No. of Recommendations: 14
I spent some time reviewing my wife's and my 401K statments from prior employers and was struck by some intellectual lightning and I'd like to share it with the foolish.

My statement had a year end balance of 32K and my wife's is 26K. But thats not really important.

What's important is this: I started 13 years ago, often putting 15% of my income into the 401K. I estimate that I put a total of $27,100 of my hard earned pretax cash into this account. I invested in a mix of company stock (FBF), Dodge & Cox balanced, Putnams New Op's Fund and some others. On occasion, I re-allocated some of the balance. Indexes were not an option.

On the otherhand my wife waited til we met (about 6 1/2 years ago) and I convinced her to get started towards retirement. She saved 15% for about 3 years. I estimate she contributed $14,000 of her hard earned cash. Then she quit working to raise our children. My wife invested simply in Vanguard's Extended Market Account. And never touched it.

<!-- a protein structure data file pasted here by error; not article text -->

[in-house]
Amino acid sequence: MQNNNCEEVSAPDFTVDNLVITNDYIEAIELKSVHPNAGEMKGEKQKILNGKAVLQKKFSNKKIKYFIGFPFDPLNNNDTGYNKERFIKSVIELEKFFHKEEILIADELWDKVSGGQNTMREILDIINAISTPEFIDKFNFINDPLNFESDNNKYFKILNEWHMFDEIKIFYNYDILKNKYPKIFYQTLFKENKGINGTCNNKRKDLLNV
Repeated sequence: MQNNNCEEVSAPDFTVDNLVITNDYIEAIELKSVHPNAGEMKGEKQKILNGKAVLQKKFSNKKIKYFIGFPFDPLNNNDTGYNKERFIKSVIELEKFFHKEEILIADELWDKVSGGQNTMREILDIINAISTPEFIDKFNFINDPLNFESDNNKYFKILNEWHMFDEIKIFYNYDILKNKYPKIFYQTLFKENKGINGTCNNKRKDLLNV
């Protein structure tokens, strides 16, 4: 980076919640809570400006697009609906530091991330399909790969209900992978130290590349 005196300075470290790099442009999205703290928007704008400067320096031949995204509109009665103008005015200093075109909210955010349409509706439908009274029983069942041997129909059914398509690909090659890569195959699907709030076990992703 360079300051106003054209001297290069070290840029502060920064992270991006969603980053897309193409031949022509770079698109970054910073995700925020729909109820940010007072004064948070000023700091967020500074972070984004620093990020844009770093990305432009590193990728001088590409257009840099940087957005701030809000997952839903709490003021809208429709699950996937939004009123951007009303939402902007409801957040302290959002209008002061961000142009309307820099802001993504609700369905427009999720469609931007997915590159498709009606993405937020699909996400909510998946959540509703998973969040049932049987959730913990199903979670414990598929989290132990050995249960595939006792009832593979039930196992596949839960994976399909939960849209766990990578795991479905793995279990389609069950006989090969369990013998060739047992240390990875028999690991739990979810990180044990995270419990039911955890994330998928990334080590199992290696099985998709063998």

So after saving almost twice as much(27K vs 14K) and for far longer my retirement account balance is in the same range as hers. No doubt, if I let it go another 5 years, the improved returns and lower costs from her account would put our balances on par or worse.

Now we'll get to the lightning part: Starting early and often is only part of the equation. YOU MUST MAKE GOOD INVESTMENT CHOICES. And even when you think you've made good ones you better review periodically against a benchmark. In this case the benchmark was my wife's account but the S&P 500 is as good as any.

I'm glad I caught this now and not 20 years down the road. I'm still undecided as to whether I will buy stocks or put the money in a Vanguard Index but what is clear is that I must roll over the money into an IRA. And I must do it soon.

You see the time horizon is important but the rate of return is the true equalizer.

Hope you can learn from this experience.

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